Remember when Facebook used to require the use of an app to run a contest?
If you’re shaking your head yes, then you’ve been using Facebook for Business for more than a year now.
If you have a puzzled looking on your face, let me tell you, that ‘struggle was real.’
While Facebook may have changed the way it allows users to administer contests or promotions, it did not create a free for all.
Whether your motivation for running a contest is to build brand awareness, drive engagement, generate leads or something else, following Facebook’s guidelines is in your best interest.
You don’t want to end up with a contest that’s counterproductive after you’ve already invested so much time into planning and executing it, or worse, having Facebook shut down your page for not playing by the rules.
Mistake No. 1: Creating a Contest Unrelated to Your Product or Service
I can go on for days about how using Facebook for Business is beneficial for brand awareness and more, but you really want it to generate leads and sales. To make them happen, your contest should tie into a product or service you sell.
Mistake No. 2: Targeting Everyone
Having had worked with numerous businesses over the years as a freelance marketer and working in-house on payroll, I’ve often met business owners who think their target audience is everyone.
In actuality, you have one or more ideal personas you’d like to work with, whether they are located locally or nationally. Those ideal personas make up your target audience.
On the opposite end, you also have the people who you don’t want to work with. They are what HubSpot defines as Negative Personas. I sometimes call them Energy Vampires.
Identifying your targets is Marketing 101 and critical in running a Facebook contest that is more likely to generate leads from the right people. Don’t overcomplicate your contest – running one the correct way already requires several hours of work – target one persona per contest.
Related Article: 7 Cool Facebook Tricks You've Never Heard Of
Mistake No. 3: Failing to Define Clear Guidelines
When you are structuring your contest, keep WEPT in mind.
Winner Selection Criteria
There are typically two ways to choose a winner. The first and easiest one is in a random drawing using a site like Random.org. The second it to define specific criteria that a judge or team of judges will use to determine a winner.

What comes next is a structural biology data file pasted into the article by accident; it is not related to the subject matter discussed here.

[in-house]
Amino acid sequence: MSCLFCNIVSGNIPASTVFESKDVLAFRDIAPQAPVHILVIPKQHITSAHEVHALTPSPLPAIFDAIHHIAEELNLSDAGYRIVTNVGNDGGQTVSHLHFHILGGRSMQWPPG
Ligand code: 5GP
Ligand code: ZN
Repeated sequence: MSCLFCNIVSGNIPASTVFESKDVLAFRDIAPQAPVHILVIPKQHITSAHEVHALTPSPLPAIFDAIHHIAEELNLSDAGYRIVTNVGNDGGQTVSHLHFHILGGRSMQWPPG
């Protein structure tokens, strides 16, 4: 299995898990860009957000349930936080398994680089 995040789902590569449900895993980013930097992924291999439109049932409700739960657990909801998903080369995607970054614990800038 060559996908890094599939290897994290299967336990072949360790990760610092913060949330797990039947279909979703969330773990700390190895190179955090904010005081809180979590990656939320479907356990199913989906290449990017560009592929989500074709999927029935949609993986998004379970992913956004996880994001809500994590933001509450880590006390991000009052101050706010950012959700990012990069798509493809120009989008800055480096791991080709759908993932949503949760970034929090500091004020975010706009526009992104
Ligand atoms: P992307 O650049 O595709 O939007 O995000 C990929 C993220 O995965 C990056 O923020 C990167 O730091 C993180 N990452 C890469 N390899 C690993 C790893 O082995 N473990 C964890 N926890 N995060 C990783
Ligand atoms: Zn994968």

What does a target need to do in order to enter? Is it just one simple thing or perhaps a series of steps? For example, an entry might count as:
- A Facebook comment
- A Facebook like
- A Facebook comment that answers a question.
Note: Per Facebook’s terms, the following entry qualifications are prohibited. Asking people to:
- Share something on their timeline
- Share something on their friend’s timeline
- Tag their friends to enter
One of the reasons Facebook contests work so well is because people love free stuff. “Zero is an emotional hot button – a source of irrational excitement,” writes Duke Professor Dan Ariely in his book "Predictably Irrational: The Hidden Forces That Shape Our Lives."
The fact that your targets will be getting something for free can already be exciting. However, if you are a less established brand that does not have a series of fans, a prize valued at $10 might not be enough to get your targets to enter your contest. When selecting a prize, consider:
- What can my company realistically afford?
- Which products or services do we have a high margin on?
- What am I willing to give away that my target audience cares about?
- Will the prize directly or indirectly tie into what I’m selling? Example: prize = free 30-minute bathroom cleaning, product = two-hour house cleaning service session
Define when the contest will begin, when it will end, when a winner will be selected and when he or she will be contacted – and stick to the dates. (See Mistake No. 4.)
House these guidelines on a landing page or blog post and include a PDF link to a series of official rules, sometimes called contest terms and conditions (T&Cs). The T&Cs need to include any legal jargon that releases Facebook by each entry or participant, and acknowledges that Facebook no way sponsored, endorsed, administered or is associated with the contest. It’s also a good idea to include:
- Eligibility requirements (while these should be on your blog post or landing page, reiterate them here and include more details as applicable).
- Who can enter (Ex. Must be 18 years of age or older, must live in the United States.)
- How the winner can claim his or her prize.
Mistake No. 4: Not Delivering Promises
While it may not happen today or tomorrow, breaking any contest promises will someday result in someone calling you out on it, potentially turning your brand into laughing stock, even if for a brief moment.
Deliver on your promises. If you have to change the contest terms for any reasons (and prior to launch added a clause in your terms and conditions noting so) announce the change on Facebook. Don’t expect people will look for it.
Facebook contests can be highly effective in customer acquisition. They require careful planning and nearly flawless execution. If you are ready to dive into a contest, I encourage you to first evaluate what your goals are for doing so, what you can offer, and if you have the budget to, either run a contest yourself or hire a social media specialist to do so. Let me know how it goes. I’d love to hear from you!